Sunday, August 26, 2012

Bombay High Court:150 Glorious Years

The Bombay High Court on an old postcard
In order to celebrate completion of 150 years of the Bombay High Court, a small display has been organized in Court Room No. 46, on the second floor of the main building. Those who practice at Bombay H.C. know very well the significance of C.R. No. 46, for that is where Tilak's Trial had taken place. Tilak's last words in the trial are inscribed on a stane tablet outside the Court Room: 

"Inspite of the verdict of the jury, I still maintain that I am innocent. There are higher powers

Saturday, August 25, 2012

Laws related to Women Exploitation in India

This article is written by one of our authors  Shashank Sahay .

Child Labour Prohibition and Regulation Act India
Child Labour in India
The Child Labour (Prohibition and Regulation) Act, 1986, bans employment of children less than 18 years in certain fields such as transport, railways, ports etc. Employment of children is also regulated under several legislations such as Factories Act, 1948, Mines Act, 1983, Apprentices Act, 1951. The cut off age is 14 in most of the cases. However, the penalizing provisions of these Acts scarcely touch the exploiters/violators of the law. Monitoring of the law is extremely poor. The Supreme Court judgments on child labour have done little to improve the situation. (Image taken from here.)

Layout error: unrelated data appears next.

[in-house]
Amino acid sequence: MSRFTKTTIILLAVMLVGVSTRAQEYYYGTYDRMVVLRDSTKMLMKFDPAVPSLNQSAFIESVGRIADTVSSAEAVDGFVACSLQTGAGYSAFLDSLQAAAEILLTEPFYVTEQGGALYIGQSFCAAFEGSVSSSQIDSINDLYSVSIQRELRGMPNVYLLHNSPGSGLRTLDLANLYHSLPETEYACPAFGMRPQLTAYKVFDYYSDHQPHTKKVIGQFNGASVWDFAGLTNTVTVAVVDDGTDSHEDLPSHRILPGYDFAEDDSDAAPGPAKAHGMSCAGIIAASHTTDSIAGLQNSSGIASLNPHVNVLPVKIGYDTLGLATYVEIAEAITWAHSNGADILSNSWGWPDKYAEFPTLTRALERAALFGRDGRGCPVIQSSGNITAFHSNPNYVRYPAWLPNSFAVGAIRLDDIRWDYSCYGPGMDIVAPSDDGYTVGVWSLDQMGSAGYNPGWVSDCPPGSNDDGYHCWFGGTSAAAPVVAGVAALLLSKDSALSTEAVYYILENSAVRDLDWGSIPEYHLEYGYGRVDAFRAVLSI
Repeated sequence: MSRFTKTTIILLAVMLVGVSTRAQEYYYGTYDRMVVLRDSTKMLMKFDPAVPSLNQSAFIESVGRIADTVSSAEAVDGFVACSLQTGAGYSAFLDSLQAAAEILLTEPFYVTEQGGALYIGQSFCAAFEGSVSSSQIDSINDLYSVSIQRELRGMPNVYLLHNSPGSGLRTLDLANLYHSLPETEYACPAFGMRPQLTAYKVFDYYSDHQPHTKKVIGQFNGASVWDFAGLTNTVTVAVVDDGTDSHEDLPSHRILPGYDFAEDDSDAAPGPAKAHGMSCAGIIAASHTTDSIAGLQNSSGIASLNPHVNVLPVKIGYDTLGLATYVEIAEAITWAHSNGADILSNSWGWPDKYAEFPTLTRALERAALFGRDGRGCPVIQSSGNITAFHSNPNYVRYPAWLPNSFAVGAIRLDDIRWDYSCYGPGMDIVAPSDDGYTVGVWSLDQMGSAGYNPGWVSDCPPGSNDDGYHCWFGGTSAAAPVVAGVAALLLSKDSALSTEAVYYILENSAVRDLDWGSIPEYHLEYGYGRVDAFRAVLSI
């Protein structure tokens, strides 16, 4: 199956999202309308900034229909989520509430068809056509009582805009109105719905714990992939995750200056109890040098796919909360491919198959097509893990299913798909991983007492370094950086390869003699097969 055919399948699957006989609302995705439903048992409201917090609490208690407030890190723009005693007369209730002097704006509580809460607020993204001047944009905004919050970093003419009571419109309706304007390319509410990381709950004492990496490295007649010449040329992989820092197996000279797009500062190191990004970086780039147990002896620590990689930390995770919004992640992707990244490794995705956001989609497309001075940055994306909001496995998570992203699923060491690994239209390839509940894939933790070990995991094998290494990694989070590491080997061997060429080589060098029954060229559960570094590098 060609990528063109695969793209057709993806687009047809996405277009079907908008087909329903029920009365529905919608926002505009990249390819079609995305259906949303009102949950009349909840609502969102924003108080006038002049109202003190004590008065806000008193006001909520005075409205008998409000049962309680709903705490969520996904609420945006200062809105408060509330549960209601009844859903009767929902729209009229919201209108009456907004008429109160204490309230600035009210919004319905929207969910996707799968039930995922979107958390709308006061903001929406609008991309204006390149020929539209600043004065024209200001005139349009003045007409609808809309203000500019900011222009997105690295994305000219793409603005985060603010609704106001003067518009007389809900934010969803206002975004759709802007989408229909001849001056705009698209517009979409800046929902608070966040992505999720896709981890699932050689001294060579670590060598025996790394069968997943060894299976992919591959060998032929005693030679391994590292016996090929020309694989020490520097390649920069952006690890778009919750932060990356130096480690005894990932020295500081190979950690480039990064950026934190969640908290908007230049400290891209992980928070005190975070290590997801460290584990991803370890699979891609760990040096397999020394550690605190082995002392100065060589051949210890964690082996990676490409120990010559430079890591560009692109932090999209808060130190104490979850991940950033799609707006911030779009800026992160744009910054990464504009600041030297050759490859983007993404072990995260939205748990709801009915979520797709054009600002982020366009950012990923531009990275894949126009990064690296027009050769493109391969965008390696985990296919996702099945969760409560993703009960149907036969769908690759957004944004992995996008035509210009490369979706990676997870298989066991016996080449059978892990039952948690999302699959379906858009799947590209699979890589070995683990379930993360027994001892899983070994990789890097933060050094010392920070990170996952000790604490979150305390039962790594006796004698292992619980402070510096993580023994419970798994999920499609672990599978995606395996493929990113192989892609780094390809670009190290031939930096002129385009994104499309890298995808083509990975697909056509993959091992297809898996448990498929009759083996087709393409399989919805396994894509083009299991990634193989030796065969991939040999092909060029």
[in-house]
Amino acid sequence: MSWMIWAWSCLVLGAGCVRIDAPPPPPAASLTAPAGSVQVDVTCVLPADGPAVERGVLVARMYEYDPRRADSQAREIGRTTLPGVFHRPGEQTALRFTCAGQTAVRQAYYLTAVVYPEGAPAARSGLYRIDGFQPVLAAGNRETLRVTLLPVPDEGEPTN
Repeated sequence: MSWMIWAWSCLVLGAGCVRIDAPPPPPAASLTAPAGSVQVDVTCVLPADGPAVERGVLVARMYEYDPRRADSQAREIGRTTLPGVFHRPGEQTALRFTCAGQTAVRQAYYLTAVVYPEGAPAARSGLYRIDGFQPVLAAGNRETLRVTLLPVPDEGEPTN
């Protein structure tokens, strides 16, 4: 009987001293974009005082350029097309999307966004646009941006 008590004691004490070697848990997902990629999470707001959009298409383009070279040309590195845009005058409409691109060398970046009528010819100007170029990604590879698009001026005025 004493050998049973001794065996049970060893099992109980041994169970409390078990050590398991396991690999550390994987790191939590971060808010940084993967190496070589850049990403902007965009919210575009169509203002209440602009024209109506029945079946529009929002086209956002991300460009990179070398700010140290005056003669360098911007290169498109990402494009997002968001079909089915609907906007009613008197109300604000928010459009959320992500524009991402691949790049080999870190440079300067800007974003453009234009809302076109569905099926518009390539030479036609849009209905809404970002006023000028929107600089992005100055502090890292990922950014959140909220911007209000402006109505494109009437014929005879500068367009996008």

Similarly, the Child Marriage Restraint Act, 1929, stipulates the

Saturday, August 18, 2012

Indian Constitution & International Charters on Prevention of Child Exploitation

article is written by one of our authors  Shashank Sahay .

Indian Constitution on Exploitation of Children

Child labour in India, constituion
Child Labour is still a growing concern in India
There are certain provisions under Indian Constitution are provided for the protection of the children from exploitation and abuse and of course for the welfare of the children.

Article 39 provides certain safeguard to the children from exploitation and from the deprivation of the basic human dignity. According to Article 39 (e) of the Constitution, the state shall in particular, direct its policy towards securing that the tender age of the children are not abused and that citizens are not abused and that citizens are not forced by economic necessity to enter avocation unsuited to their age of strength. So by invoking this provision of Article 39 (e) of the Constitution, children can be protected from the abuse of dignity of life which may include sexual abuse. (Image taken from here.)

Moreover, as an preventive measure,

Sunday, August 5, 2012

Abortion: The Indian Legal Scenario

This article is written by one of our authors  Shashank Sahay .

Abortion and the Indian Penal Code

Fetus baby sonogram, abortion
Until 1971, the law relating to abortions was exclusively governed by the Indian Penal Code. Enacted in 1860, it reflects the prevailing morality and makes abortion an offence, except when it is performed to save the life of the women. Under the IPC any one causing miscarriage is, unless it is done in good faith to save the life of the pregnant women, is liable to imprisonment for three years. If the woman is quick with the child (i.e. the child has assumed foetal form, normally after 5 months) the punishment can be imprisonment up to seven years as stated in the Section 312 of the IPC. If the miscarriage is caused without the consent of women, the person is liable for imprisonment for life or ten years, as given in the